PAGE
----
Once the album “Straight Outta Compton” comes out in 1988 and songs like the title track and “F**k the Police” hit the airwaves, followed by an enormously successful tour, N.W.A. goes global, introducing gangsta rap to the world. Their tour across the country is insane – drawing crowds and the standard sex-and-drugs after parties, as well as the ire of law enforcement and the F.B.I. (specifically for the song “F**k the Police”). The coverage we see here is a good reminder of what was going down at the time, while showcasing the ballsy bravado and charisma of the group, specifically Easy E and Ice Cube.
The vibe of the group starts to strain while on tour though when tragic news from back home hits them hard and as Cube starts to realize the deal Easy made with Haller seems like a good deal for everyone but him. As contract disagreements flare-up, the group’s creative environment gets even more stressful when Dre and The DOC get involved with recording for producer Suge Knight (a formidable R. Marcos Taylor), a thug who carries himself like the Kingpin of Compton, while Cube is out making profitable solo records. As Rodney King makes the news, the boys see what they’ve been writing about get global news coverage, while fingers point toward the music of N.W.A. for instigating criminal behavior. With N.W.A. splintering due to money, pride and ego, the rap group gets further and further away from who and what they originally intended to be.
“Straight Outta Compton” is a multi-faceted reunion for Gray, who re-teams with three talents from his previous films: Ice Cube (who co-wrote and starred in “Friday”), Dr. Dre (who provided music for “Set It Off”) and Giamatti (who was in “The Negotiator) and he really feels like the right guy to bring this story to the big-screen. The movie seems hugely important and personal for all involved. It also helps that Gray has cinematographer Matthew Libatique (frequent collaborator with Darren Aronofsky and Spike Lee) lensing the movie, giving the film a rich color palette and epic cinema feel. I knew “Straight Outta Compton” was going to be good from the trailer, but I really wasn’t prepared for how good. You want a movie to succeed, but you don’t want to get your anticipation level out of whack.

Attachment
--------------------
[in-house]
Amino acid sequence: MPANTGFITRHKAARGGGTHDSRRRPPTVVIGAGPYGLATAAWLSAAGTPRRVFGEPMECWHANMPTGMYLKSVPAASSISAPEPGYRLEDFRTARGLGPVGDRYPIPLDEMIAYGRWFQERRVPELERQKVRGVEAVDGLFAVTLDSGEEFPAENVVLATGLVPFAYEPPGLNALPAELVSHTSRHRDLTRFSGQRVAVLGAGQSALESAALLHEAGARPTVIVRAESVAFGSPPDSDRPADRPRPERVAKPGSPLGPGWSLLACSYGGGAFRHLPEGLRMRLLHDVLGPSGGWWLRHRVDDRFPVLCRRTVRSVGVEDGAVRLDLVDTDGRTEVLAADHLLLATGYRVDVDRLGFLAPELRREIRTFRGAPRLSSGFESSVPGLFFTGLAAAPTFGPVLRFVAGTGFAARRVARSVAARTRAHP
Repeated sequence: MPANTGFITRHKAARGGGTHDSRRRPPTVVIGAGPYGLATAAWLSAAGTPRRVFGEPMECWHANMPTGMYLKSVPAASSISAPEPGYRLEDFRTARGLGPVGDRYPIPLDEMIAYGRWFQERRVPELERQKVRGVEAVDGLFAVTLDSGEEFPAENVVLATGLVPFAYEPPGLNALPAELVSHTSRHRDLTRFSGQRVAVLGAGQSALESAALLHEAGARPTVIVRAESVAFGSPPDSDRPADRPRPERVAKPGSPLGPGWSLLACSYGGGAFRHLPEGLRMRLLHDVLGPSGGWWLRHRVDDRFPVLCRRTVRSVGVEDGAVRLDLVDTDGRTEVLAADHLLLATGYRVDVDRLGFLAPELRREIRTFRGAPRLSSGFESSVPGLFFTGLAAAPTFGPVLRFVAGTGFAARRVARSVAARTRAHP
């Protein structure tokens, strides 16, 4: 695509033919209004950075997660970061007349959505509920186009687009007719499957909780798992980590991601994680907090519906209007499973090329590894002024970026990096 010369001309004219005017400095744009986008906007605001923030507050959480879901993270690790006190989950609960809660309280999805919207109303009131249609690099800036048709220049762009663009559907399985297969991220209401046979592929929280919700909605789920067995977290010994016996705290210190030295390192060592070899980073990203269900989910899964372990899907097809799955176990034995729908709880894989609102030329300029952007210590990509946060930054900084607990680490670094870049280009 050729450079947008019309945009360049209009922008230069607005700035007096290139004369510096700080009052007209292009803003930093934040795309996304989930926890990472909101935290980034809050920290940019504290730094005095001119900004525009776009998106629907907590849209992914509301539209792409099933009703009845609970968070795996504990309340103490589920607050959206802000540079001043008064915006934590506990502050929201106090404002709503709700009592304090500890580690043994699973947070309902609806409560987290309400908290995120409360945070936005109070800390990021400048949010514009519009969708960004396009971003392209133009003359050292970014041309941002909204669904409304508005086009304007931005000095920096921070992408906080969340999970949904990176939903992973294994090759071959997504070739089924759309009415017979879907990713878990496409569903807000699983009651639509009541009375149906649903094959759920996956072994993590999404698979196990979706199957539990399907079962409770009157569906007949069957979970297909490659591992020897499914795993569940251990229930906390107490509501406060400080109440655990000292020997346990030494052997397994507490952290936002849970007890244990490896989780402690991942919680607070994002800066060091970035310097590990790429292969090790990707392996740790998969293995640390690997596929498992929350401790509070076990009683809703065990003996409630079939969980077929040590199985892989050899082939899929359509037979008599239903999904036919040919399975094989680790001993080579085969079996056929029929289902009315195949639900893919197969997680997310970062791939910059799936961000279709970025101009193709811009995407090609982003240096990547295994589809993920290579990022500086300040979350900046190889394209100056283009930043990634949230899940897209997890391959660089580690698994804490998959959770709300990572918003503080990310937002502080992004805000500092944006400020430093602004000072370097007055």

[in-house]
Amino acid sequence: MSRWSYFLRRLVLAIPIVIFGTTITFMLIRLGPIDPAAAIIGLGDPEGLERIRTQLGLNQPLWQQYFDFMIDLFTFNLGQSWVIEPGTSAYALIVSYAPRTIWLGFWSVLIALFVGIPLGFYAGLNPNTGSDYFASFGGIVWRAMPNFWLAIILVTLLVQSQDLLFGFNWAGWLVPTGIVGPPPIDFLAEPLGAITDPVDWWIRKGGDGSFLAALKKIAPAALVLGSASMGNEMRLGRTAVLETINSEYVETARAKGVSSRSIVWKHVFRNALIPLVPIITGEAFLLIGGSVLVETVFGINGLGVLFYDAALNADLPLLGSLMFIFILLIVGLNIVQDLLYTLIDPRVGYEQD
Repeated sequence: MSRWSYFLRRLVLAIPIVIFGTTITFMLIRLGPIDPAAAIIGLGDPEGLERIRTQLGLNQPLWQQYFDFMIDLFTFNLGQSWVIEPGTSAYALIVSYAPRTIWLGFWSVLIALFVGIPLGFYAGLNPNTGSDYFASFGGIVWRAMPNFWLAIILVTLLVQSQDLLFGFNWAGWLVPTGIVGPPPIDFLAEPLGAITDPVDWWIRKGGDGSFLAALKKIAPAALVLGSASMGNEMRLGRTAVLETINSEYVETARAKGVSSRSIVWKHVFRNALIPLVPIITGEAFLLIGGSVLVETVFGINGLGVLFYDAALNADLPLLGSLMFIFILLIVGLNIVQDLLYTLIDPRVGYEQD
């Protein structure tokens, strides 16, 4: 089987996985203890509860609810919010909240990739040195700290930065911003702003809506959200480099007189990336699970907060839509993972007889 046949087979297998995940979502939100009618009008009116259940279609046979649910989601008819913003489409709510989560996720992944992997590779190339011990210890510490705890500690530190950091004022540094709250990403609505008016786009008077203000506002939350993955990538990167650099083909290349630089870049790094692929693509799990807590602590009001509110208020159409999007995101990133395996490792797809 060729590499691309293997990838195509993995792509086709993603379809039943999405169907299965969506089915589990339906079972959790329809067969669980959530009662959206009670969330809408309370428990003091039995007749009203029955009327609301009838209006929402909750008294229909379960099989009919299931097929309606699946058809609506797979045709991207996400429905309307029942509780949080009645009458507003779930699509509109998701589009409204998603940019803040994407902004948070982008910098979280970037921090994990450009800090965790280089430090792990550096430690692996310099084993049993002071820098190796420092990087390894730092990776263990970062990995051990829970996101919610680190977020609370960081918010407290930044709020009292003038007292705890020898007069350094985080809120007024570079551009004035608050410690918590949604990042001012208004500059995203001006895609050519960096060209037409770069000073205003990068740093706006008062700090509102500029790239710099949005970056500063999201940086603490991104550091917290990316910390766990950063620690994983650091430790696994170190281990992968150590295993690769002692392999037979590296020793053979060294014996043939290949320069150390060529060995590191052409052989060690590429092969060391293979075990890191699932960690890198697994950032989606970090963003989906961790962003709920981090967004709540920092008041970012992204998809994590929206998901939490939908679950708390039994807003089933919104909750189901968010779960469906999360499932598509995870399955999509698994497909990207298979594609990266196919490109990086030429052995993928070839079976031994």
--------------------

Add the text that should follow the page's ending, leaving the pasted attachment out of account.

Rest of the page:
Well, this one kind of floored me and if I had to pinpoint why, it’s because of some key performances and specific scenes here. Overall, it’s a fascinating story with great music, but – Jason Mitchell embodying Easy-E, O’Shea Jackson Jr. transforming into his father and Taylor playing Suge – these three really stood out from their intro scenes and only continued to impress throughout. With Easy as the heart of the movie, Mitchell had a tough job slowly showing a range of emotions that will likely surprise audiences (well, surprised me at least). Jackson Jr. is Ice Cube. I mean, it’s obvious there would be no other person who could adequately portray Cube (and to say it’s in the genes isn’t quite fair, since Jackson Jr. lost weight and took acting classes for the role), but he had his father down – from his expressions to his cadence. And Taylor’s Suge kind of comes in from the background and slowly establishes himself as the imposing presence of the picture.